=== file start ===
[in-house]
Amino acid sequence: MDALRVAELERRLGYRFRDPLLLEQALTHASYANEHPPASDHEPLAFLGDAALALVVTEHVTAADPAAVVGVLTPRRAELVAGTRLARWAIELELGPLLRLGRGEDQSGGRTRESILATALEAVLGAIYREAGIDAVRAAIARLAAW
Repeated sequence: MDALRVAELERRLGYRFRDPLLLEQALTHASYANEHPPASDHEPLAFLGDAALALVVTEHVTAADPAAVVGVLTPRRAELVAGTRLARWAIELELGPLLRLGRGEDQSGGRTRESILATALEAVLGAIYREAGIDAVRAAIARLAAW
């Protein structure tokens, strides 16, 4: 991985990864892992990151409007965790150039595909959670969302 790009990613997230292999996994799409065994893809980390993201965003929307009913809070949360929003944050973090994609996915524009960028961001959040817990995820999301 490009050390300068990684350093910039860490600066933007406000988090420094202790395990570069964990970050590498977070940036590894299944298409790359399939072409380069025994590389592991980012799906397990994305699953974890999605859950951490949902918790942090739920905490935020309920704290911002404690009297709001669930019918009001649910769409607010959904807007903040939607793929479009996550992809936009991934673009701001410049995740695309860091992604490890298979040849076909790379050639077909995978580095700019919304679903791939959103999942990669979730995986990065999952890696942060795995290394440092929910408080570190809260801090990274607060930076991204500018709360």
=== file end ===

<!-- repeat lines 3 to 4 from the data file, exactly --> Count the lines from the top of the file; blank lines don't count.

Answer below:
Repeated sequence: MDALRVAELERRLGYRFRDPLLLEQALTHASYANEHPPASDHEPLAFLGDAALALVVTEHVTAADPAAVVGVLTPRRAELVAGTRLARWAIELELGPLLRLGRGEDQSGGRTRESILATALEAVLGAIYREAGIDAVRAAIARLAAW
């Protein structure tokens, strides 16, 4: 991985990864892992990151409007965790150039595909959670969302 790009990613997230292999996994799409065994893809980390993201965003929307009913809070949360929003944050973090994609996915524009960028961001959040817990995820999301 490009050390300068990684350093910039860490600066933007406000988090420094202790395990570069964990970050590498977070940036590894299944298409790359399939072409380069025994590389592991980012799906397990994305699953974890999605859950951490949902918790942090739920905490935020309920704290911002404690009297709001669930019918009001649910769409607010959904807007903040939607793929479009996550992809936009991934673009701001410049995740695309860091992604490890298979040849076909790379050639077909995978580095700019919304679903791939959103999942990669979730995986990065999952890696942060795995290394440092929910408080570190809260801090990274607060930076991204500018709360």